CYCLING THE COAST TO COAST CYCLE ROUTE
by Carl McKeating and Rachel Crolla
Published by Cicerone, 2023
Gloss laminate fold-out cover
isbn 978 1 78631 118 4
£25.43 both e.book and book
Reviewed by Steve Dyster
The Coast to Coast Route across the north of England has become just about the most popular short tour in England. It is also a popular single day challenge. Combined with Hadrian's Cycleway or the Reivers Way a double crossing can be made in a week or longer, just as you may wish. Something for everyone then. Great scenery, remote moors, urban riversides, and lots to see. Well, even if you do not agree with the authors that this is a route that everyone should cycle, you will have to admit that they have a case. There are lots of sources of information on the route, so what does the new Cicerone guide offer?
For those not familiar with Cicerone guides – and if you are not then they are an acquaintance well-worth making – there is a format which guides follow, with chapters covering the detail of the route sandwiched between general advice regarding the where, when, what, how, and, often, the why of following a particular route or touring a particular area or country, and specific detail of refreshments, accommodation, etc. The aim is to provide everything you need to plan and undertake your expedition. Having used their guides for years, more modern takes are the availability of the guides as e.books, .gpx files, and a guide web page which is updated if routes are diverted or there are other useful for things for travellers to know.
Despite the strict format and standardisation of Cicerone guides there is still room for author personality to show through. Carl McKeating and Rachel Crolla are obvious enthusiasts. Even better, they are vastly experienced. Whether you agree with their superlatives about the Coast to Coast Route or not, you may well find you pick up the bug and decide to ride it. I like their selection of points to highlight along the way; I admire the attention to detail that offers advice – very necessary advice, too – on how to use the public water supply point in remote and lovely Garrigill.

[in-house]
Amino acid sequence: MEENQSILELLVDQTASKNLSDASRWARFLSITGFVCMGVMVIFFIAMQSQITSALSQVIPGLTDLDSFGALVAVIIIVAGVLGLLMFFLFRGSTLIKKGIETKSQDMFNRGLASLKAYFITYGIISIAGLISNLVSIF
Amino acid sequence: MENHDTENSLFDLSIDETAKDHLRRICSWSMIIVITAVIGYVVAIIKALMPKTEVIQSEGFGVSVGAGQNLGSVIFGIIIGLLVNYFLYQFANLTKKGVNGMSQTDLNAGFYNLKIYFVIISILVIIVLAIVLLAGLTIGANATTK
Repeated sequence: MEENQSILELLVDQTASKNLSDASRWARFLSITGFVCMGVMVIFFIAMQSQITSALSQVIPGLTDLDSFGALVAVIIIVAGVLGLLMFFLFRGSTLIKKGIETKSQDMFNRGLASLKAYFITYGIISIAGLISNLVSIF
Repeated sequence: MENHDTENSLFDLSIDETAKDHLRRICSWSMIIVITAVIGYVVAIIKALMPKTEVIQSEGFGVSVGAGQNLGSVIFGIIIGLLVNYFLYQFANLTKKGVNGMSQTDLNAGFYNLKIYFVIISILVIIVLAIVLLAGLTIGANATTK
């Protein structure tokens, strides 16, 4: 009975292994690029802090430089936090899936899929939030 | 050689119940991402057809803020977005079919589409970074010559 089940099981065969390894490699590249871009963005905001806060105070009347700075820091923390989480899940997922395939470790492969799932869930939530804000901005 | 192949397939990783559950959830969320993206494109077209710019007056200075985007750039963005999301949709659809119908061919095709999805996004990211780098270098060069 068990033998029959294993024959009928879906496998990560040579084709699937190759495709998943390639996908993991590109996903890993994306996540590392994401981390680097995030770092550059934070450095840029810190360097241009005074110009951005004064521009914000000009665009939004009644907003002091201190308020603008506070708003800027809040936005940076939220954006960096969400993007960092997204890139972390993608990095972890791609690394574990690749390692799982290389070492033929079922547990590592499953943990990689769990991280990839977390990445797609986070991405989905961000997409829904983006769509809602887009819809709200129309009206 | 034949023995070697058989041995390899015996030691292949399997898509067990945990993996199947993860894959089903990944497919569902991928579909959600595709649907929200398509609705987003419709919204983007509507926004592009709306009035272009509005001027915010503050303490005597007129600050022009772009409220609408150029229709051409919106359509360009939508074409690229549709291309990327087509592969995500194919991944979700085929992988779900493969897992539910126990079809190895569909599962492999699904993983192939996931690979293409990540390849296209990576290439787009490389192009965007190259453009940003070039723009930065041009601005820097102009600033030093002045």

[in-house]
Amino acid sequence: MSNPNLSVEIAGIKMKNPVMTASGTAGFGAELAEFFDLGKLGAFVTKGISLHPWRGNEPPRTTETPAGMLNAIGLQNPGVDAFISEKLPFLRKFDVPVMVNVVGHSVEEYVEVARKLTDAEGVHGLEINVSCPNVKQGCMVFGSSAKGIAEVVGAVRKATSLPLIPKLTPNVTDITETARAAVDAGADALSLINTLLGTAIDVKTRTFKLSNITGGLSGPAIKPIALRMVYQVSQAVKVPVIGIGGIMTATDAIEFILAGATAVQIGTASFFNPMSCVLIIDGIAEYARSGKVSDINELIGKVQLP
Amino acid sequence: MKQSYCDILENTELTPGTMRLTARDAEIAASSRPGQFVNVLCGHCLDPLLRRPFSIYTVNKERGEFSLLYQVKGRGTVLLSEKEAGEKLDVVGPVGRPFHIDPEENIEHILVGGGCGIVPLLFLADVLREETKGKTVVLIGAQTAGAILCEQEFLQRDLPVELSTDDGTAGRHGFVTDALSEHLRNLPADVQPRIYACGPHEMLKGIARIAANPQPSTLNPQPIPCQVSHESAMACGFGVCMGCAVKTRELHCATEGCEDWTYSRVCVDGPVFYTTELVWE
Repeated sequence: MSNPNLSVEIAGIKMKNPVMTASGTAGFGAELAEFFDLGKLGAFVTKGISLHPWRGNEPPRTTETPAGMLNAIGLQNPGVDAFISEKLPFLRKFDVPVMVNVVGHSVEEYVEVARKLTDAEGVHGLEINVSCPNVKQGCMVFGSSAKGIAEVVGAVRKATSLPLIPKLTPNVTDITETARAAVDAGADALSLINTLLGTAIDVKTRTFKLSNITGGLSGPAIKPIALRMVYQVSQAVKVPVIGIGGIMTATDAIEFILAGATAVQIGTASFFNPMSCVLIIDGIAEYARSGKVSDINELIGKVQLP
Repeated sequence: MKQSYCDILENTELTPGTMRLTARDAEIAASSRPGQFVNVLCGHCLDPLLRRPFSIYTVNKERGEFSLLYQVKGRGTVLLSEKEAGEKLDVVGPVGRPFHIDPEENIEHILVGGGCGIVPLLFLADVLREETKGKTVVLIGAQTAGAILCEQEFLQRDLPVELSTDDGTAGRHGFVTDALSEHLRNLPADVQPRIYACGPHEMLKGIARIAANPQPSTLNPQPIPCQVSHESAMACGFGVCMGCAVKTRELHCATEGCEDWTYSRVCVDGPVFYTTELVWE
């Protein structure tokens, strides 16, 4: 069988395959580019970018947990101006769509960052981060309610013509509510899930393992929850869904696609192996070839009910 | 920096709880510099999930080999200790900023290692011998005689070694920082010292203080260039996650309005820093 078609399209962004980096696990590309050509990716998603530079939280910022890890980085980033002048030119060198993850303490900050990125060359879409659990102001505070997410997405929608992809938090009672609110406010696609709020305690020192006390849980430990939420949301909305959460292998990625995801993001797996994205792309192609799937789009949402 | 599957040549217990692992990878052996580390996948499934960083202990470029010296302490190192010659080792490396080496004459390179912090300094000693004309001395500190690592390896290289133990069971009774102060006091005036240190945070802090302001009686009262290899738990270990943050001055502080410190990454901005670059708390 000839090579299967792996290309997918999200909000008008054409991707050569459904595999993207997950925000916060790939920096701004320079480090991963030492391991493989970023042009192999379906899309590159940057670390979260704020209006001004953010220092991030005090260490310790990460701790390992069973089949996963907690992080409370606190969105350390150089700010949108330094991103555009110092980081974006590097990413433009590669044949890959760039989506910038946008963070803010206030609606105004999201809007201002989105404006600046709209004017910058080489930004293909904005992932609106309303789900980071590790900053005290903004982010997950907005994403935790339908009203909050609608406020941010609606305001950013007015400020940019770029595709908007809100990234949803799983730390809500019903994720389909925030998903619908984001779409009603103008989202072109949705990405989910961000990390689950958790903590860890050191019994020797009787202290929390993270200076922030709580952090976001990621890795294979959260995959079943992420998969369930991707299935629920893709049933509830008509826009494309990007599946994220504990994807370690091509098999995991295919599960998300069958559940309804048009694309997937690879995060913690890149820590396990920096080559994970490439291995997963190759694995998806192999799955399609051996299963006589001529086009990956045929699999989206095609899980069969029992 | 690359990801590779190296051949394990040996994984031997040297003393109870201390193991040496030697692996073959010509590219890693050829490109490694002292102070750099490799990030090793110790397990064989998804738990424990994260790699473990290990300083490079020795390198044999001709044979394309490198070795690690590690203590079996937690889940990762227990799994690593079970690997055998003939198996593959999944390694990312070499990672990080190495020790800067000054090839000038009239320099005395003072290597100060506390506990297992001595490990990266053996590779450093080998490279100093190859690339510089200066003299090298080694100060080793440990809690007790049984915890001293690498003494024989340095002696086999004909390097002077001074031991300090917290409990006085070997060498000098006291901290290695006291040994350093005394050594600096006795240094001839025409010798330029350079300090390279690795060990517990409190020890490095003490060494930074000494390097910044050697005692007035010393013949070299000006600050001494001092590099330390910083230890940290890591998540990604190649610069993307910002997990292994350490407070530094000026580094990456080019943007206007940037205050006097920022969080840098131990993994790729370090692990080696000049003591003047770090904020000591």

A feature of the Coast to Coast Route is the number of alternative routes one can take. This is built in, of course, with the different termini. However, along the way there are off-road, rough stuff sections and road routes to avoid them. Some are described as “official” and others are parts of the original route that have been replaced, but may be preferable. Assessments of the suitability of off-road routes for different kinds of bicycle and the quality of the surfaces can be quite subjective. Whatever the surface is like experience, skill, and adrenaline-toleration. The assessments in this guide seem to be quite realistic. By no means an adrenalin junky or the most agile bike-handler, I’ve ridden some of them in the not too distant past, and I’d agree with the authors’ judgements. You, and they, may find that reassuring or not.
There are lots of enticing photographs throughout the book. Not only do these show different types of bike in use, but even include one of cyclists pushing up a hill. Nice to see that there’s an emphasis on leisure and doing things as you please. The authors say that even if you are completing the route in a single day it should be done for enjoyment. That is my type of cycling.
A gripe? Well, not really, but £16.95 is certainly at the upper end of Cicerone’s prices. You get a lot more miles, not to mention pages, per pound sterling on the recently reviewed guide to the Rhone Cycle Route. Overall, however, this still represents good value of you like all your information in one place – a neat guide in your jersey pocket. There are those who ride the route with nothing but a satnav, whilst the Sustrans’ maps give more than just information for navigation. Perhaps those suit the challenge rider most, or the rider who is less concerned about knowing what is coming up next. Yet, many cyclists, especially of the leisure brigade like to know about cafes, places to stop and linger, along with those other little luxuries that make cycle touring such a pleasure.